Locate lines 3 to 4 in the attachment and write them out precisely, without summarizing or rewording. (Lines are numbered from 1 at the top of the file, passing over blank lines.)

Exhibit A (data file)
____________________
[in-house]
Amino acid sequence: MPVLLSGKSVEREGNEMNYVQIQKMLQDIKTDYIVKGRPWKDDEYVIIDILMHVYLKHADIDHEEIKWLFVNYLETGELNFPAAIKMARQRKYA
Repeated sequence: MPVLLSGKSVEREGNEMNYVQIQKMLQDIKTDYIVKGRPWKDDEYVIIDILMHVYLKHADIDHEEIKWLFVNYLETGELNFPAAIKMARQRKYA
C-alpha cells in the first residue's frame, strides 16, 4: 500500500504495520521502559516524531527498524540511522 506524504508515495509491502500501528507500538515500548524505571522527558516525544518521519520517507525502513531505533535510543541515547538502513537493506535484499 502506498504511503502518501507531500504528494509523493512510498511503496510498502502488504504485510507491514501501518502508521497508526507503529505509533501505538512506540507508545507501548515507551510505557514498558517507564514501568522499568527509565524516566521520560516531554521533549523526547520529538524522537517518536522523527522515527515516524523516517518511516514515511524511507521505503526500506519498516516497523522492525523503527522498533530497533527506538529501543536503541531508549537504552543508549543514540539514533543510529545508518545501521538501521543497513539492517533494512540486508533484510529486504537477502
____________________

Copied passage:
Repeated sequence: MPVLLSGKSVEREGNEMNYVQIQKMLQDIKTDYIVKGRPWKDDEYVIIDILMHVYLKHADIDHEEIKWLFVNYLETGELNFPAAIKMARQRKYA
C-alpha cells in the first residue's frame, strides 16, 4: 500500500504495520521502559516524531527498524540511522 506524504508515495509491502500501528507500538515500548524505571522527558516525544518521519520517507525502513531505533535510543541515547538502513537493506535484499 502506498504511503502518501507531500504528494509523493512510498511503496510498502502488504504485510507491514501501518502508521497508526507503529505509533501505538512506540507508545507501548515507551510505557514498558517507564514501568522499568527509565524516566521520560516531554521533549523526547520529538524522537517518536522523527522515527515516524523516517518511516514515511524511507521505503526500506519498516516497523522492525523503527522498533530497533527506538529501543536503541531508549537504552543508549543514540539514533543510529545508518545501521538501521543497513539492517533494512540486508533484510529486504537477502